May 15, 2009

Yeti Vocab

For some reason, I never posted on the yeti crab when it's discovery was first published back in 2006. Jelo brought it back to my attention, and I thought I'd go ahead and introduce the crustacean to Ugly Overload.

Even a cursory study of the six-inch yeti crab (Kiwa hirsuta, though I like to call it the abominable snowcrab) introduces you to a lot of fun vocabulary: decapod, pereiopods, setae, filamentous bacteria, and hydrothermal vents just to start. Decapods because, as you might guess with a crab, this creature has ten legs. Pereiopods because its thoracic legs, including the claws, are covered with fine blonde setae (hairs, for our purposes). Filamentous bacteria because they reside in the hairs of the claws and may help detoxify the harsh minerals found in the crab's native waters to the south of Easter Island, and way, way down. Hydrothermic vents because they live by them, and benefit from the heat, though the harsh minerals spewing forth from the vents make the bacteria a necessity.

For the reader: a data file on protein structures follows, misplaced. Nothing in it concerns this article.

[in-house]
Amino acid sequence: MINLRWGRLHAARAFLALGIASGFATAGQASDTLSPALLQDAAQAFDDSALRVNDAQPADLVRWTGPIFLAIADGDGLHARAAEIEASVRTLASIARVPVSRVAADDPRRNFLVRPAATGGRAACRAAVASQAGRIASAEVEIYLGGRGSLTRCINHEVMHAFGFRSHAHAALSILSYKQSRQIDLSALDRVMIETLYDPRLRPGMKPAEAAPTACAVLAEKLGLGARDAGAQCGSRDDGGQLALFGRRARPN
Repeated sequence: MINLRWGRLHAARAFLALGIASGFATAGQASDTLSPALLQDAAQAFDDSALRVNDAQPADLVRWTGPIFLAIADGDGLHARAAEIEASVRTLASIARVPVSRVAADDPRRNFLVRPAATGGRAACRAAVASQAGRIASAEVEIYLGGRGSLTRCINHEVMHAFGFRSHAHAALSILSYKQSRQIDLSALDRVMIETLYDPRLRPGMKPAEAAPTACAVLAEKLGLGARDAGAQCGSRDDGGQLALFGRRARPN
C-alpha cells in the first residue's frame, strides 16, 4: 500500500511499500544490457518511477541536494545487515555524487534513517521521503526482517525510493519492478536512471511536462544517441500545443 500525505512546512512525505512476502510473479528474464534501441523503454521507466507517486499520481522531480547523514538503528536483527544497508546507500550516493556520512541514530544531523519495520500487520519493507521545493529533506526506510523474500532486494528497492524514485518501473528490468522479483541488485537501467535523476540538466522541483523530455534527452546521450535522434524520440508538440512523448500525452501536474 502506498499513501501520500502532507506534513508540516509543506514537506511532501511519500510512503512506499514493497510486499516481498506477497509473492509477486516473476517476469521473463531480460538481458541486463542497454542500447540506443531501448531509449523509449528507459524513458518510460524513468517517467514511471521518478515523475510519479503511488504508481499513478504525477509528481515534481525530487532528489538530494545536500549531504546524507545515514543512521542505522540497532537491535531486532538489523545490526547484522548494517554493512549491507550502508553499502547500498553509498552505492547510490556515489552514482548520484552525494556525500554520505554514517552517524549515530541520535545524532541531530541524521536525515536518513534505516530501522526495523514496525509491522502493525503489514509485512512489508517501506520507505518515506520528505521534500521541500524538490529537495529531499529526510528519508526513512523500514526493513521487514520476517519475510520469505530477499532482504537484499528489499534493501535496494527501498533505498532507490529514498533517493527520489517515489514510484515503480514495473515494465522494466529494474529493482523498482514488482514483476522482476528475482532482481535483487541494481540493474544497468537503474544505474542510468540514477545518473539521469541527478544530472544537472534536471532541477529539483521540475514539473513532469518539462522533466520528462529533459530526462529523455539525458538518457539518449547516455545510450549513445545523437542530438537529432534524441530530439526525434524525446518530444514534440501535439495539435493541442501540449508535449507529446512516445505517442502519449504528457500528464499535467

So there you go, a post that should have been written three years ago. Thanks, Jelo.

Oh, and the obvious vocab: Kiwa is the name of the Polynesian shellfish goddess. Hirsuta is Latin for hairy. Kudos to the researchers of the Monterey Bay Aquarium Research Institute and Ifremer and their plucky submarine Alvin for discovering this hairy shellfish goddess.


nonspecific said...

Did you see this?

Cat said...

I want to just hug it!

Am I weird?